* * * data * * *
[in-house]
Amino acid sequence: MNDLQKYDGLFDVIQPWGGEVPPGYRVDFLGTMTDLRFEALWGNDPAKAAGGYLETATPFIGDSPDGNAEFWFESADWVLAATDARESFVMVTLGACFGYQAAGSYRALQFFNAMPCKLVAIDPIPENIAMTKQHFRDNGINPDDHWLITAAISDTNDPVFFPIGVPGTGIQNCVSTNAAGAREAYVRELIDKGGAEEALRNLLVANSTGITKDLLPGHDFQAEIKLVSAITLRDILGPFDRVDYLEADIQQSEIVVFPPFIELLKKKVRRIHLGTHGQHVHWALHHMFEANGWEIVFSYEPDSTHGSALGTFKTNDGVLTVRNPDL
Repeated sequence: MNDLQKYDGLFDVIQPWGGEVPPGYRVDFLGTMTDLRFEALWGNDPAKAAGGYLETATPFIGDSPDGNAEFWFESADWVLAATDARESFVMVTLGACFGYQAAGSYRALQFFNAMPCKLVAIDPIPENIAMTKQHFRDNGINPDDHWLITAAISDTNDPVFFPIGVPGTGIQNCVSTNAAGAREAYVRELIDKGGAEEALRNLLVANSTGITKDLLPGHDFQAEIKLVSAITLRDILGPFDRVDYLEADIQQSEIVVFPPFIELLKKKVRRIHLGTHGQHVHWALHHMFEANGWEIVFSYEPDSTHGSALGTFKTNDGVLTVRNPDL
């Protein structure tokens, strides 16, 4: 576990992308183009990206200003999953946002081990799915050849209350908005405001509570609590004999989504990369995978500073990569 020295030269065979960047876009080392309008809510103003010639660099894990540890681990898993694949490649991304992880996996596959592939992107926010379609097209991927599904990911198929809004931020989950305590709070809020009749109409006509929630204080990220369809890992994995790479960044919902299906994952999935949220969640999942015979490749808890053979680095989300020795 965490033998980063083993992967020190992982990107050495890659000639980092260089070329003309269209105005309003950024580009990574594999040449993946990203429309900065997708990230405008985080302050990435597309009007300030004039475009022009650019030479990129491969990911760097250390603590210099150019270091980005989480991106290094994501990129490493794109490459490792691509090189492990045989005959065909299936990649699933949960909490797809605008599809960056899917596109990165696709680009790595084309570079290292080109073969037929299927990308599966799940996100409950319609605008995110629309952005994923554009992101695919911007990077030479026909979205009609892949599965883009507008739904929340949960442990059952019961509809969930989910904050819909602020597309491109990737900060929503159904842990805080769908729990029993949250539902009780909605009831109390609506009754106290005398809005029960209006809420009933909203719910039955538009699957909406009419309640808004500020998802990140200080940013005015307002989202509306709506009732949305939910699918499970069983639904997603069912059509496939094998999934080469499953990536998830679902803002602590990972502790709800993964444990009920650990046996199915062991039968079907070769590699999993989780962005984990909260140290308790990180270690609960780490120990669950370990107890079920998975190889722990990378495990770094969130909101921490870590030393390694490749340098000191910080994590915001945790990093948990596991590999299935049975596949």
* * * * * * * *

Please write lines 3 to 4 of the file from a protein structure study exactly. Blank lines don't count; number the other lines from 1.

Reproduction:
Repeated sequence: MNDLQKYDGLFDVIQPWGGEVPPGYRVDFLGTMTDLRFEALWGNDPAKAAGGYLETATPFIGDSPDGNAEFWFESADWVLAATDARESFVMVTLGACFGYQAAGSYRALQFFNAMPCKLVAIDPIPENIAMTKQHFRDNGINPDDHWLITAAISDTNDPVFFPIGVPGTGIQNCVSTNAAGAREAYVRELIDKGGAEEALRNLLVANSTGITKDLLPGHDFQAEIKLVSAITLRDILGPFDRVDYLEADIQQSEIVVFPPFIELLKKKVRRIHLGTHGQHVHWALHHMFEANGWEIVFSYEPDSTHGSALGTFKTNDGVLTVRNPDL
């Protein structure tokens, strides 16, 4: 576990992308183009990206200003999953946002081990799915050849209350908005405001509570609590004999989504990369995978500073990569 020295030269065979960047876009080392309008809510103003010639660099894990540890681990898993694949490649991304992880996996596959592939992107926010379609097209991927599904990911198929809004931020989950305590709070809020009749109409006509929630204080990220369809890992994995790479960044919902299906994952999935949220969640999942015979490749808890053979680095989300020795 965490033998980063083993992967020190992982990107050495890659000639980092260089070329003309269209105005309003950024580009990574594999040449993946990203429309900065997708990230405008985080302050990435597309009007300030004039475009022009650019030479990129491969990911760097250390603590210099150019270091980005989480991106290094994501990129490493794109490459490792691509090189492990045989005959065909299936990649699933949960909490797809605008599809960056899917596109990165696709680009790595084309570079290292080109073969037929299927990308599966799940996100409950319609605008995110629309952005994923554009992101695919911007990077030479026909979205009609892949599965883009507008739904929340949960442990059952019961509809969930989910904050819909602020597309491109990737900060929503159904842990805080769908729990029993949250539902009780909605009831109390609506009754106290005398809005029960209006809420009933909203719910039955538009699957909406009419309640808004500020998802990140200080940013005015307002989202509306709506009732949305939910699918499970069983639904997603069912059509496939094998999934080469499953990536998830679902803002602590990972502790709800993964444990009920650990046996199915062991039968079907070769590699999993989780962005984990909260140290308790990180270690609960780490120990669950370990107890079920998975190889722990990378495990770094969130909101921490870590030393390694490749340098000191910080994590915001945790990093948990596991590999299935049975596949």